The Crown, in return, would sell the land, and all interest accrued from the sale of the land would be distributed to band members annually. Each family could receive 40 acres of land on the Garden River reserve, and may purchase 80 acres of the land being sold at the selling price (with government-established conditions).

The bands were also given $1,200 divided amongst themselves, and all “improvements” to the lands being sold could be compensated after survey. Despite promises, band members never received any of the promised land from the Crown.

After the construction of the Sault Ste. Marie International Railroad Bridge began in 1887, a legal battle between railroads (Algoma Central Railway, Pacific and Atlantic Railroad Company and Hudson Bay Railway Company) resulted in Whitefish Island being expropriated under the Railway Act.

Residents were forced to move to Goulais Bay in 1905, and the traditional burial ground was relocated to Sault Ste. Marie in 1906.

Although the land was expropriated for railroad construction, no railway was ever constructed on the island. The federal Department of Public Works took possession of the island in 1913.

Regaining lost lands

In 1939, the band purchased 3,763.9 acres of land within Sault Ste. Marie, including a non-contiguous strip of waterfront property. In 1949, 8.25 acres were purchased north of Silver Creek, and 15.3 acres of land were sold. On 8 July 1952, this land was formally recognized as a reserve, Rankin Location 15D.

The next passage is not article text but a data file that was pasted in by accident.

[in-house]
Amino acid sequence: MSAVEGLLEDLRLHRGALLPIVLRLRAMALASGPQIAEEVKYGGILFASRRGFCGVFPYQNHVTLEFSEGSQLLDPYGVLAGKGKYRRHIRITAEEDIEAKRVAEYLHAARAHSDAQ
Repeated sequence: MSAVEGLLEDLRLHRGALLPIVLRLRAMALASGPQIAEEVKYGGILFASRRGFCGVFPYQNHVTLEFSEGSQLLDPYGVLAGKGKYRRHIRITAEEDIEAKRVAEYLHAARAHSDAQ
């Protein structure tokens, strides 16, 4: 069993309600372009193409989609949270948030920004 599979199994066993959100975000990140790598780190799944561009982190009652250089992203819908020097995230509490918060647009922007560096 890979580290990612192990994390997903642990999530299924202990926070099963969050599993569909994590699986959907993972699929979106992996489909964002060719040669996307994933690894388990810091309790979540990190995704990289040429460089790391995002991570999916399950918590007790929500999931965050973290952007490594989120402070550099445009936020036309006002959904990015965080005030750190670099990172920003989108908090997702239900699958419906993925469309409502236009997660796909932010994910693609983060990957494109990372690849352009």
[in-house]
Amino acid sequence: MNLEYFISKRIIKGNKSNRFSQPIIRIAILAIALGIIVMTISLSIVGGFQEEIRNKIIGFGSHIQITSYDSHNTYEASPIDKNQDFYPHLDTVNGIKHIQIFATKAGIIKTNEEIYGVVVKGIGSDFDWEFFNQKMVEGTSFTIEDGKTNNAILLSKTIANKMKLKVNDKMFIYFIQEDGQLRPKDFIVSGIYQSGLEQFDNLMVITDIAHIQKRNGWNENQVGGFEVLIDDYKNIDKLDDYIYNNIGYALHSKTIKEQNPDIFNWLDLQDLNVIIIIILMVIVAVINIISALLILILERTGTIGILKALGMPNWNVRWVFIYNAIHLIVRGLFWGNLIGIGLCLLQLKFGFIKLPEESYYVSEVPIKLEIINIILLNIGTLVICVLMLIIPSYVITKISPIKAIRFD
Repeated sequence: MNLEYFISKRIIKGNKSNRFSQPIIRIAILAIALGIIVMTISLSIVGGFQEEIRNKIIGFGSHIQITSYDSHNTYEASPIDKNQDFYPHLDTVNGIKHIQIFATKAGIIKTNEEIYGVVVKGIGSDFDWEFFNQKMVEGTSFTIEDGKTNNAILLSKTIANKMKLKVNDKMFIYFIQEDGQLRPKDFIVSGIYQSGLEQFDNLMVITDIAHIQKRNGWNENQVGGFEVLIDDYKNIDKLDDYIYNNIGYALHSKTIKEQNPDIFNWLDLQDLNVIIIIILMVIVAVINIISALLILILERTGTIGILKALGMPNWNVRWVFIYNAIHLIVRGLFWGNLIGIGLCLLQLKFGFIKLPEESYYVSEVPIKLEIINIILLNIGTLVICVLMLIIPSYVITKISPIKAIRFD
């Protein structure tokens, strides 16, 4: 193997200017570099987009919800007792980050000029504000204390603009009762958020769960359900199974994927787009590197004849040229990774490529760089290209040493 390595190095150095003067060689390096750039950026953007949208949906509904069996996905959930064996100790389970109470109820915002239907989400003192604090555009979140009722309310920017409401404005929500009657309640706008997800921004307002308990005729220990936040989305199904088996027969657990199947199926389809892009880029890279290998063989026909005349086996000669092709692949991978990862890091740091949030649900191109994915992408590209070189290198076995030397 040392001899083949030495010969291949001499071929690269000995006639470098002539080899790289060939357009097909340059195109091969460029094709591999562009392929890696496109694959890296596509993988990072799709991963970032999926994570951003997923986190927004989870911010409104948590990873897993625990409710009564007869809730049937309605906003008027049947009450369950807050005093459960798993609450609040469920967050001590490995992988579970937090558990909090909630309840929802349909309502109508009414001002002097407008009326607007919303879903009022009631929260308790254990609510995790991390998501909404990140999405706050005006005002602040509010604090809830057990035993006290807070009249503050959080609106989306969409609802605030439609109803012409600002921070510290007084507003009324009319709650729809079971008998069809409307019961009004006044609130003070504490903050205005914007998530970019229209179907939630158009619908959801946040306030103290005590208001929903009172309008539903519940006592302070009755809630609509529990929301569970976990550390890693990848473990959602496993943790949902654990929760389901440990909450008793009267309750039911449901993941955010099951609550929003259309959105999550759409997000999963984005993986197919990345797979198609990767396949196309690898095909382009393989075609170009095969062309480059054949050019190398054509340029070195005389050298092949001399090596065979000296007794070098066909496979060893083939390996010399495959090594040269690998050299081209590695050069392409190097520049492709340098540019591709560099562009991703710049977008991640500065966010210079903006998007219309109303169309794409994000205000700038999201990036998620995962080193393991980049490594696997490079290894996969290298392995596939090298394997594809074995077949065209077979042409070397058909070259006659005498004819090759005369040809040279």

On 23 January 1964, the Department of Transportation and Communication gave two small parcels of land (115.8 acres) at Corbeil Point on Batchawana Bay to the Department of Indian Affairs, which was made into the Obadjiwan 15E reserve on 6 December 1966.

The land had originally been set apart for the Department of Marine and Fisheries to build the Corbeil Point Lighthouse by order in council on 29 May 1874.

Band members voted against selling 30.85 acres to the City of Sault Ste. Marie for the construction of a by-pass through Rankin in 1966. Negotiations ensued, and on 12 June 1969 the land was sold to the city for $45,000.

On 8 January 1979, the band council paid the Crown $365.20 to purchase 6.47 km2 of land in and around Goulais Mission. This became the Goulais Bay Reserve 15A.

In 1982, the band filed a land claim to reclaim Whitefish Island, which was then part of Parks Canada’s national inventory as a National Historic Site. After unsuccessful negotiations, hereditary Chief Edward James Sayers Nebenaigoching occupied the island from 1989 until the land claim was settled in 1992.

The band was paid $3.5 million in damages, and the island was returned to reserve status in 1997.

Population:
Language:

Tribal Culture:

Men hunted and went to war to protect the family.

Both men and women participated in artwork, music, traditional medicine and story telling.

The Great Plains Ojibway lived in Tipis, and the Woodlands Ojibway made their homes out of bent poles covered in sheets of Birchbark, called Wigwams.

Until the early 1900s, there was a hereditary chief, descended from Nebenaigoching. Since then, Chief and Council have been elected by band members for 2-year terms, or more recently to  3 year terms.

Tribal History:

The abundant lake whitefish found in eastern Lake Superior and especially the St. Marys Rapids have attracted anglers and trade since time immemorial.

Archaeological evidence shows occupation of Whitefish Island since about 200 BCE.

The first European record is from French explorers in 1621, who documented natives living on Whitefish Island. The Jesuits took note of extensive fishing in the rapids around 1670.

People of Note:

Chief Nebenaigoching

In the News:

Further Reading: